Smoking and Compensation for Asbestos Exposure - Striking a Balance
It is hard to believe that 60 years ago doctors appeared in advertisements recommending a particular brand of cigarette, but the harmful effects of smoking on health were simply not known about back then. At the same time, thousands of people were exposed to harmful asbestos fibres at work. It is sometimes difficult, therefore, to assess the compensation payable when someone who was a smoker and has been unable to give up the habit has also suffered injury as a result of asbestos exposure.
A case of this kind recently came before the Court of Appeal. It concerned a 74-year-old dockworker who died from lung cancer who had started smoking when he was aged 14 in 1950. He had managed to cut down from 20 to 12 cigarettes a day later in life, but had continued to smoke against his doctor's advice.
There was no dispute that the man had been exposed to asbestos in the course of his work at the dockyard between 1966 and 1986. A post mortem found sufficient quantities of asbestos fibres in his lungs to double the risk of him contracting lung cancer. In those circumstances, his stepdaughter – acting on behalf of his estate – launched proceedings against the Department for Communities and Local Government, which has inherited the liabilities of the dockyard's operators.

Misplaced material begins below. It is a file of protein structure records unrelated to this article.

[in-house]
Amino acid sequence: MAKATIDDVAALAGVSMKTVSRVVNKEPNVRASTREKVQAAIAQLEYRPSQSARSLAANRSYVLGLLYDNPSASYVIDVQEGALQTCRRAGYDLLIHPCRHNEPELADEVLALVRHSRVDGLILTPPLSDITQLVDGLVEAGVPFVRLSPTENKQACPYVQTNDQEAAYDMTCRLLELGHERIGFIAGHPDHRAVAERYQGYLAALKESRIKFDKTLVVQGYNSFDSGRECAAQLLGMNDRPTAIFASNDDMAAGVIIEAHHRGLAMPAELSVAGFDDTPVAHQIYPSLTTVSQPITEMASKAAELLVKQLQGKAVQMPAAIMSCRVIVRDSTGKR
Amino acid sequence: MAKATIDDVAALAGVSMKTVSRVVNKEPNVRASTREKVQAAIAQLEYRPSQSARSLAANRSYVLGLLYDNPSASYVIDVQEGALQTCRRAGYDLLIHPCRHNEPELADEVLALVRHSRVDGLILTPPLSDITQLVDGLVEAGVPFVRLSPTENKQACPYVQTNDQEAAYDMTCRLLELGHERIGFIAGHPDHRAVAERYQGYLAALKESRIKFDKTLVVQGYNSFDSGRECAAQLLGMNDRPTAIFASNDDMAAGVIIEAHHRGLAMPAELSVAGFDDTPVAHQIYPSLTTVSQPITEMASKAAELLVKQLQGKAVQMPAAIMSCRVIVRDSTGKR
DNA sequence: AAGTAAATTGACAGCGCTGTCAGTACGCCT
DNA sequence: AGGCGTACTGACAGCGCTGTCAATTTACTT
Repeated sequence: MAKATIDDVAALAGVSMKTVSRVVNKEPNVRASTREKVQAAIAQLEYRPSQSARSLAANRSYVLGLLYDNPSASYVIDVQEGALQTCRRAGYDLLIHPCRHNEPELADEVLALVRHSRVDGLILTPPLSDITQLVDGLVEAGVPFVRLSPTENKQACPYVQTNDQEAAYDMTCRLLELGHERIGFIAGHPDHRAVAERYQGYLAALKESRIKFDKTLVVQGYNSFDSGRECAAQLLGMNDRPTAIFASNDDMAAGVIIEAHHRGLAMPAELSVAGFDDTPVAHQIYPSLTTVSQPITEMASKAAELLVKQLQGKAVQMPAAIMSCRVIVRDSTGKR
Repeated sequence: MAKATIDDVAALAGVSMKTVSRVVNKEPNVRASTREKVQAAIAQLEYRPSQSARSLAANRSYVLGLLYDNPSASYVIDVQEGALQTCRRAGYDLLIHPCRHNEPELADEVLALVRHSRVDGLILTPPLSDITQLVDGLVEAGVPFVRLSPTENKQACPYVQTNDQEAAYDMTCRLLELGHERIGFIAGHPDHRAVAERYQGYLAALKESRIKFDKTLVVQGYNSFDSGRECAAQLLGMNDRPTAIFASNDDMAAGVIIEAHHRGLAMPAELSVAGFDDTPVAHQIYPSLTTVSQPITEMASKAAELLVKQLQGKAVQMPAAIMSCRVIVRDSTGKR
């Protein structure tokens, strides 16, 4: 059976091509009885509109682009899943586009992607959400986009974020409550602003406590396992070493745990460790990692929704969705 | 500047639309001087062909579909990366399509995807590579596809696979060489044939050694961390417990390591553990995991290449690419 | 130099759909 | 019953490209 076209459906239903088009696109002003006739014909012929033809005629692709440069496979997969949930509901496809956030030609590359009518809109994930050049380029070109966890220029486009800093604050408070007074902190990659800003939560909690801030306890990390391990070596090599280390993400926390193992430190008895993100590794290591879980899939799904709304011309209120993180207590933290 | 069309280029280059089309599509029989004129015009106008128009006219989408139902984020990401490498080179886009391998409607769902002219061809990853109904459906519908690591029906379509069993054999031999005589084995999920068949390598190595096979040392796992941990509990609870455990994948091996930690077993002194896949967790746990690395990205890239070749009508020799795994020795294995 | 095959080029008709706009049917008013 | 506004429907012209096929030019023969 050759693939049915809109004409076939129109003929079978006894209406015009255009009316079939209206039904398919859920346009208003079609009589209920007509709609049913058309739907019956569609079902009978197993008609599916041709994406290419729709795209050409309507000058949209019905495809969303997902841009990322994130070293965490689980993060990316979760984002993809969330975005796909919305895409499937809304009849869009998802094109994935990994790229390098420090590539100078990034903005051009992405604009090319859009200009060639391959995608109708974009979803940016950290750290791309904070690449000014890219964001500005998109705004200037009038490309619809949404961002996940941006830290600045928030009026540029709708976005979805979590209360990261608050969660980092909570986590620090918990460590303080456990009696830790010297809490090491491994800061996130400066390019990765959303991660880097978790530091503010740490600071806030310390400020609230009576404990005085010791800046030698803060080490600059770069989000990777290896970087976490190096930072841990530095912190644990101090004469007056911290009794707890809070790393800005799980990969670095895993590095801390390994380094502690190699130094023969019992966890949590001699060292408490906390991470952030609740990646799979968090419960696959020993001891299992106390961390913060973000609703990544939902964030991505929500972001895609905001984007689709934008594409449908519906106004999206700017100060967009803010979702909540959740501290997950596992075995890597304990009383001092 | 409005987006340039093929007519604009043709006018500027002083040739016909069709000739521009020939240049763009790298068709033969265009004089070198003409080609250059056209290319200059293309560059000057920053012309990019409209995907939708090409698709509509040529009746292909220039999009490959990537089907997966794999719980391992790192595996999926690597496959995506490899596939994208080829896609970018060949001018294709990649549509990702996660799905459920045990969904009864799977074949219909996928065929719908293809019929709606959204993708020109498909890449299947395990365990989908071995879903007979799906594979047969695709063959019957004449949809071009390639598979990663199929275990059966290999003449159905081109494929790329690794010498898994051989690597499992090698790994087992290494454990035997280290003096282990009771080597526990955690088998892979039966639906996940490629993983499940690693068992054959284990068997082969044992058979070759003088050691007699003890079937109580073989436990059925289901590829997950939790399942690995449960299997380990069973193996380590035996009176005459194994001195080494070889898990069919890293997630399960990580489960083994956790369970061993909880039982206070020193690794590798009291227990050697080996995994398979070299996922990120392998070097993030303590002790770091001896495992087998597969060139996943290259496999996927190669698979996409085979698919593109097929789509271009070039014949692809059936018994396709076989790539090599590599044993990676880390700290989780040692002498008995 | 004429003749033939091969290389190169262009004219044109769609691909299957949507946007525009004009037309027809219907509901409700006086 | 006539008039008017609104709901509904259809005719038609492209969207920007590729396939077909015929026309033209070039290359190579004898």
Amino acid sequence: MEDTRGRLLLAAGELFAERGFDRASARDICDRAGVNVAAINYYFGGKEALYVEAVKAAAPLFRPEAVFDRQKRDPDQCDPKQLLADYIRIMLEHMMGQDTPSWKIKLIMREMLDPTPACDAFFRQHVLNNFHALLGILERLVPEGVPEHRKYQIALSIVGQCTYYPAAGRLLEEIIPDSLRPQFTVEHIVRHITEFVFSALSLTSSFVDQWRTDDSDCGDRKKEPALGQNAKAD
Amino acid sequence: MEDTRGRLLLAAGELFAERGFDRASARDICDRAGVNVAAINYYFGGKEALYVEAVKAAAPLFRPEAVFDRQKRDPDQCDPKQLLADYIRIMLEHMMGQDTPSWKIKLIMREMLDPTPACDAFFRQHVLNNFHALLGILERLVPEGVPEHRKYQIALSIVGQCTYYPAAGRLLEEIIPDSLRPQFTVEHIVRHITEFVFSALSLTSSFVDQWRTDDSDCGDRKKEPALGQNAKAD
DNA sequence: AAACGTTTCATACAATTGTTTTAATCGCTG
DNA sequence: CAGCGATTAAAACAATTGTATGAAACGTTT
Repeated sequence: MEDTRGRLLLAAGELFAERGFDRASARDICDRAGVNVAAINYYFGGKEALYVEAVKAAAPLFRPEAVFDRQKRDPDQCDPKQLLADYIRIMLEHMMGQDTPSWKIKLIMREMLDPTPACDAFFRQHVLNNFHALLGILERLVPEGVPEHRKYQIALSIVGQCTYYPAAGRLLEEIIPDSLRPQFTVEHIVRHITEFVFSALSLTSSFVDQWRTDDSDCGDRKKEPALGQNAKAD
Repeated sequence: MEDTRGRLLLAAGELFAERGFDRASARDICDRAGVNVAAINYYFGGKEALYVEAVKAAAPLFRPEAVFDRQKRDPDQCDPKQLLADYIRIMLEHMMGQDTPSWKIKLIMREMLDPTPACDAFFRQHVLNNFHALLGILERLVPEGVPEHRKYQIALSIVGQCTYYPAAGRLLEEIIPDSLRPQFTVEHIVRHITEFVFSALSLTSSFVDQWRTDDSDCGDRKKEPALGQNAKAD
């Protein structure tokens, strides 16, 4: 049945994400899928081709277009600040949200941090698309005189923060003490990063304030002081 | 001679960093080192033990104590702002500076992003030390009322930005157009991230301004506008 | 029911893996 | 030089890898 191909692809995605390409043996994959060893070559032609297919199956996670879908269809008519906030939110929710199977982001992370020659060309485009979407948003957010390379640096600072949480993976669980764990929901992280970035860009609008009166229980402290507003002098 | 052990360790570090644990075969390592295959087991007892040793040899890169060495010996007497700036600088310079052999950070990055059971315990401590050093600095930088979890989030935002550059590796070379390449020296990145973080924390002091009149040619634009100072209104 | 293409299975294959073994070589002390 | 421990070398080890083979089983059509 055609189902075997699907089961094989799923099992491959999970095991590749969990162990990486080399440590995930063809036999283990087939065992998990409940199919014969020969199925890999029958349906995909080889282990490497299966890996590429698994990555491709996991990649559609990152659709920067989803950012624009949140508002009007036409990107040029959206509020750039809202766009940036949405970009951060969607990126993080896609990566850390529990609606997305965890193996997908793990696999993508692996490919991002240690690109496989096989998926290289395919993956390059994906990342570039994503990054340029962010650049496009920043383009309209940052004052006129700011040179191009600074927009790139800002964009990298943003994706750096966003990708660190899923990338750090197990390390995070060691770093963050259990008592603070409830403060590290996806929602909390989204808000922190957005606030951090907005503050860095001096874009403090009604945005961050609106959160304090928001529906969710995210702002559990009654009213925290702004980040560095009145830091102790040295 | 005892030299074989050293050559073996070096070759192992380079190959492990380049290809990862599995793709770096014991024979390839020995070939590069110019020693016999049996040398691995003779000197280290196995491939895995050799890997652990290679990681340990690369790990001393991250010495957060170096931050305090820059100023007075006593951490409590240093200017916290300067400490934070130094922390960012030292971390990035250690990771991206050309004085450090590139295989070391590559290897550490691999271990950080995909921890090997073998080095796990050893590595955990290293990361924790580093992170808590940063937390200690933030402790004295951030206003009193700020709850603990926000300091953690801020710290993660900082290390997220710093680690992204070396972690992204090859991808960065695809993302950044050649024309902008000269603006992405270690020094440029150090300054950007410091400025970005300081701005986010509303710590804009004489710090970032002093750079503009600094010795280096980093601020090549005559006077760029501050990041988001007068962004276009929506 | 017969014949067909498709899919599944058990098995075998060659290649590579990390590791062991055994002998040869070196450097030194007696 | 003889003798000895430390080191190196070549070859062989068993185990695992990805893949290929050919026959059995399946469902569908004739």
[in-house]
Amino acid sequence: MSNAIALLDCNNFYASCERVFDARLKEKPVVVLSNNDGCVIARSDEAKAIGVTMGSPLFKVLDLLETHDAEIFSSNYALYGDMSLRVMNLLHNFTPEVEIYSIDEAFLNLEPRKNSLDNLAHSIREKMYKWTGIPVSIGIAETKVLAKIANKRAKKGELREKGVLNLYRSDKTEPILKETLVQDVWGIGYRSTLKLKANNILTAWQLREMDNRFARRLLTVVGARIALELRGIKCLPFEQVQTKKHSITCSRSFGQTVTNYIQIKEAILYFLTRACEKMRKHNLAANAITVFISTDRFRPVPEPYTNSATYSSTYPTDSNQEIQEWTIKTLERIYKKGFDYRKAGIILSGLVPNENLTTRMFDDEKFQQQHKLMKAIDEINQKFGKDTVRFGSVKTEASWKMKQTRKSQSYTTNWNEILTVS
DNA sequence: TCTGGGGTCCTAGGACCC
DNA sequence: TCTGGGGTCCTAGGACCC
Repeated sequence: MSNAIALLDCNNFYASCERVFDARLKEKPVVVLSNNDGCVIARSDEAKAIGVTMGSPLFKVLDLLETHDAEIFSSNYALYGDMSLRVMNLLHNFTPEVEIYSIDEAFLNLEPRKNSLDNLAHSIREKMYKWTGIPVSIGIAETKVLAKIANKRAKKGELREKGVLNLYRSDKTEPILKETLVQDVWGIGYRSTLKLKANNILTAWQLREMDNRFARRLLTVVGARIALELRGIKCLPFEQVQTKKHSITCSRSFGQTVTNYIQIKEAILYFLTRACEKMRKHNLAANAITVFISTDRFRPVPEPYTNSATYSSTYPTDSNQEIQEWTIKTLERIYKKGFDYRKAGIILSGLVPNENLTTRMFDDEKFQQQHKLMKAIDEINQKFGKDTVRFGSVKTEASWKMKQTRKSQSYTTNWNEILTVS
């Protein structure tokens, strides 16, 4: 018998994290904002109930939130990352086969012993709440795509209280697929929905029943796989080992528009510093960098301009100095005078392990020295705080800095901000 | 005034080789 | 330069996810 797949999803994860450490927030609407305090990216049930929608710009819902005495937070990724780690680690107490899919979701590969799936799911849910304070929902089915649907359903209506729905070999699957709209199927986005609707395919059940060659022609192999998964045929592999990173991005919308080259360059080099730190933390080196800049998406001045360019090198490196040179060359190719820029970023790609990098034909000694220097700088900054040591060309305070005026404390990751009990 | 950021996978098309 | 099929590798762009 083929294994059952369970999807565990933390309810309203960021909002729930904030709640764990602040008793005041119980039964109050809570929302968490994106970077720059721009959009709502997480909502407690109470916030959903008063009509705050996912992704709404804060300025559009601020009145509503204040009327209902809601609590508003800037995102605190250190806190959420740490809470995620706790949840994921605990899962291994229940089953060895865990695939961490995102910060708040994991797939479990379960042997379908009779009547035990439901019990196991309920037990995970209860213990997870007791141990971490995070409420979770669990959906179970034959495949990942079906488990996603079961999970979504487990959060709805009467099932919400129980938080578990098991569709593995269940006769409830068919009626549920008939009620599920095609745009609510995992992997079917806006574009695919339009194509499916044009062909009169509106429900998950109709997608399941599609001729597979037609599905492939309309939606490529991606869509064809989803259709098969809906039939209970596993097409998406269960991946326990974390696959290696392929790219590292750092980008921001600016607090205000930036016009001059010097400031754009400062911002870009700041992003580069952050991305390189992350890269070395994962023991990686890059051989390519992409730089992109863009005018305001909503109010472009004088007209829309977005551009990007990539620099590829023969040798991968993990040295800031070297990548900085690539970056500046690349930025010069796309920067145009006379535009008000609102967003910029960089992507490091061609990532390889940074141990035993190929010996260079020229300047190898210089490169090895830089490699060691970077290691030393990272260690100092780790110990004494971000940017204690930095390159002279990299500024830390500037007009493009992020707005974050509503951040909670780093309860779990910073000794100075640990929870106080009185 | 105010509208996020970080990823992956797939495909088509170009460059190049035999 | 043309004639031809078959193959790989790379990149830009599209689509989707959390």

The stepdaughter's claim was upheld and she was awarded in the region of £80,000 in damages. The sum payable was reduced by 30 per cent, however, to take account of the man's contributory negligence in continuing to smoke after he had been advised to stop.
The Department challenged that decision on the basis that the reduction should have been between 85 and 90 per cent. It contended that the danger to the man's health from smoking was probably between double and treble the risk posed by asbestos exposure.
In dismissing the appeal, however, the Court found that the judge in the lower court had been right not to focus exclusively on the respective contributions of smoking and asbestos to the man's death. In the Court's view, a commonsense approach was required, balancing the man's culpability against that of the dockyard's operators.
The Court noted that the man had begun smoking long before it was known that the habit posed a hazard to health. The judge had been correct in placing very considerable weight on the operators' breaches of duty in exposing him to asbestos and the fact that he had received no warnings about the potential dangers involved in handling asbestos and no protective equipment was provided, even though the risks attached to working with asbestos were well known by that time.